Of Course You Can Beat the Market

Free your mind from the Efficient Market Hypothesis

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One of the most delightful things about being American is the middle finger. There is, of course, the physical satisfaction of righteously flipping the bird. Cut off in traffic? Extend it. Grumpy at an opposing sports team? I would recommend the double hand thrust. However, as I learned in my recent trip to Europe, bad drivers are everywhere, and the physical act of shoving your finger into the sky feels just as good in England as it does in New England.

What I’m talking about is the American tendency to flip the bird ideologically. It is rugged individualism, the ridiculously relentless optimism that makes America unique. Perhaps the defining American mindset is looking at terrible odds and thinking, “Meh, I’ll do it anyway.” 

My favorite example of this is building a venture-backed startup. This is a market with a 98% failure rate. 98%! Any sane, rational person would avoid something that fails this often. Despite producing so many flops, America is the technology startup capital of the world. All of the good of silicon chips and computers and genetic technology is only possible because Americans reject the odds. This attitude does make the country chaotic, but it also makes it great.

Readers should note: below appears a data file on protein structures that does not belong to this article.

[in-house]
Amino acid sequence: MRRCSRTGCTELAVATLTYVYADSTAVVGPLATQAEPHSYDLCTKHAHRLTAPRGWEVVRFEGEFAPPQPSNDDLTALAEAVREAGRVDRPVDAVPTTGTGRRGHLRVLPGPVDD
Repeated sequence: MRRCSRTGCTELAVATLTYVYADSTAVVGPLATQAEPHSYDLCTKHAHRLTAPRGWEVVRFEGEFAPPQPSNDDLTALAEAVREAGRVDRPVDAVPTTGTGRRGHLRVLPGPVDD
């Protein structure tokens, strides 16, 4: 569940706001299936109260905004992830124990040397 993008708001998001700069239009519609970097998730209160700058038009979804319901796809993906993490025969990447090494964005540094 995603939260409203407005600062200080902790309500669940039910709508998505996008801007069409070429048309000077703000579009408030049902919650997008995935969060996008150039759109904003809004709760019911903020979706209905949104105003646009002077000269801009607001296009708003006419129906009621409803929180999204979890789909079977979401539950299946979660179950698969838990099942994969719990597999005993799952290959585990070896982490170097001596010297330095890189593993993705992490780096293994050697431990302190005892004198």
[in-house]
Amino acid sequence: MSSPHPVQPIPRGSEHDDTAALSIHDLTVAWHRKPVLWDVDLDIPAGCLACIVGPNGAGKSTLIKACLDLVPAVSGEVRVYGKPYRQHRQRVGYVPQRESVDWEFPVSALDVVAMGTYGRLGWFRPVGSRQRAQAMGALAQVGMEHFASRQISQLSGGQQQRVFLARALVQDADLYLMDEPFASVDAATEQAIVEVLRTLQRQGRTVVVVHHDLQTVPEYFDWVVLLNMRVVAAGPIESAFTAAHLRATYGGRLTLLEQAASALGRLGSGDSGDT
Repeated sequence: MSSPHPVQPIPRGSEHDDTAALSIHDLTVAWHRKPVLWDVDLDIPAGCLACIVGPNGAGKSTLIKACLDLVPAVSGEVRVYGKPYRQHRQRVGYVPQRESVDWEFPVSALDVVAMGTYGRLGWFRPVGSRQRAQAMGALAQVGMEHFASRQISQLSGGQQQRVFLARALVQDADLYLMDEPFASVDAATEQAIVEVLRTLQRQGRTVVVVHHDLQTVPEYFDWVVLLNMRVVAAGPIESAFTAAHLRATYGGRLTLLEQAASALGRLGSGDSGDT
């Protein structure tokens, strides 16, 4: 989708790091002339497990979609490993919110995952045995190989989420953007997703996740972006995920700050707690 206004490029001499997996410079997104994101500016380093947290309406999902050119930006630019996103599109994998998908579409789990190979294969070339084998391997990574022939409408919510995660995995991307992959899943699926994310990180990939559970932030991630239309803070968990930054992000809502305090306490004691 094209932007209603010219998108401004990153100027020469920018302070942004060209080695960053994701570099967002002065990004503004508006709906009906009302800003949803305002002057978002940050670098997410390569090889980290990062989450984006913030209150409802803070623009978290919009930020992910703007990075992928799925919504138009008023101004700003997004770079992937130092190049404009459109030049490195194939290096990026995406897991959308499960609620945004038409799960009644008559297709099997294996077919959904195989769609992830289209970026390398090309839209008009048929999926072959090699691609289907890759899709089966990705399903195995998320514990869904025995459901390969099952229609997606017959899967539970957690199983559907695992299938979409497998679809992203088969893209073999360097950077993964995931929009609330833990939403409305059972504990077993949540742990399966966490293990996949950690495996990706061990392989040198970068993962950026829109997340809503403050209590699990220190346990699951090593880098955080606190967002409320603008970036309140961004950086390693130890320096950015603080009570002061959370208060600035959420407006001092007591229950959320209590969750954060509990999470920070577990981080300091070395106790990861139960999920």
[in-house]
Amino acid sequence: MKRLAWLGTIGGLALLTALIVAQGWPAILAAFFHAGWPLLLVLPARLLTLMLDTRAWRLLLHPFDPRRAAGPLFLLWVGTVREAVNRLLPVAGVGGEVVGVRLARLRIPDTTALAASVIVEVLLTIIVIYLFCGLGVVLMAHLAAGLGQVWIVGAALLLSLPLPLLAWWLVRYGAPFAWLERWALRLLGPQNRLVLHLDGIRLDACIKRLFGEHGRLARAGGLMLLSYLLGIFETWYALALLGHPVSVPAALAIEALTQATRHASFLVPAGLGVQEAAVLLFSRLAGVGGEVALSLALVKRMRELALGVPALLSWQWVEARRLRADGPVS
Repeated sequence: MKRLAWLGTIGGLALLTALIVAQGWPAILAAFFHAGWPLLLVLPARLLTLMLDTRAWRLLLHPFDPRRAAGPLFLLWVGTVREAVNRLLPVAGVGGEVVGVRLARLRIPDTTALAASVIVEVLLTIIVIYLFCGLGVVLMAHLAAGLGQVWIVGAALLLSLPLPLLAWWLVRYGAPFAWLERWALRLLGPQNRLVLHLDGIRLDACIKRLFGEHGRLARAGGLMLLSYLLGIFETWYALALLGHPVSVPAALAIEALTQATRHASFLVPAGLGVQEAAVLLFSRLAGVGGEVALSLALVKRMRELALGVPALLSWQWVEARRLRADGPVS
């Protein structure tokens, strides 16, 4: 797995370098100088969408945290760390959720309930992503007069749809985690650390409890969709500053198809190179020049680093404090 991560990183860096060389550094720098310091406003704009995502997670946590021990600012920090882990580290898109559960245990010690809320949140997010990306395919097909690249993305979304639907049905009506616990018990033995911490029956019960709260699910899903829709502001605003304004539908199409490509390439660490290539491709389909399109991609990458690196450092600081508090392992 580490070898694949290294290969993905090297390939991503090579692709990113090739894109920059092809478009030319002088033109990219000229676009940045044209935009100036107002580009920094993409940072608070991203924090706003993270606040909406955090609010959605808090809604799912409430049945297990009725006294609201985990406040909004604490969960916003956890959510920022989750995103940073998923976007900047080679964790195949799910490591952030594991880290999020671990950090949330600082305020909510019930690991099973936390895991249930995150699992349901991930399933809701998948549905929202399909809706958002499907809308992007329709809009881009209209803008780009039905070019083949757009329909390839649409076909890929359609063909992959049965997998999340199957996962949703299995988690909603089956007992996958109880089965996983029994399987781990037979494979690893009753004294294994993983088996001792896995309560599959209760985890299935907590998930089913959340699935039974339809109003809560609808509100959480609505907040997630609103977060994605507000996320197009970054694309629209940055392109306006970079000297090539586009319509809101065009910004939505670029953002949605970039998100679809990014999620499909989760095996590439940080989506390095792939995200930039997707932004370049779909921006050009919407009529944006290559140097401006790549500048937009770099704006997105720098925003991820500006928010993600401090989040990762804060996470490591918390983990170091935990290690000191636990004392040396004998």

However, I feel a tremor in tech—an intellectual wobble, if you will. With the threat of recession and rising interest rates, there's been a cooling of startup ardor. Few people want to admit that they're afraid to pursue the startup dreams they once held. Instead, they point to economically "rational" explanations for their reluctance. A popular framework I often hear cited is the Efficient Market Hypothesis (EMH). 

For the unfamiliar, EMH is an idea from the 1960s from economist Eugene Fama that states that a public stock price perfectly reflects all available information, and therefore consistent alpha generation is impossible. 

I vehemently disagree with this framework. It is dicey in the public markets and borderline dangerous in the context of private markets. You are best served by investing in the opportunities where you have a true competitive edge. These are everywhere. In public markets and in private, alpha abounds. 

When founders and investors buy into EMH, they stop taking shoot-for-the-moon bets because they believe they're too risky or irrational, and the markets always behave rationally. They are selling tomorrow’s better future for the chance of statistically average returns today. If progress is made one middle finger at a time, EMH proponents are sitting on their hands, behaving themselves in Sunday School.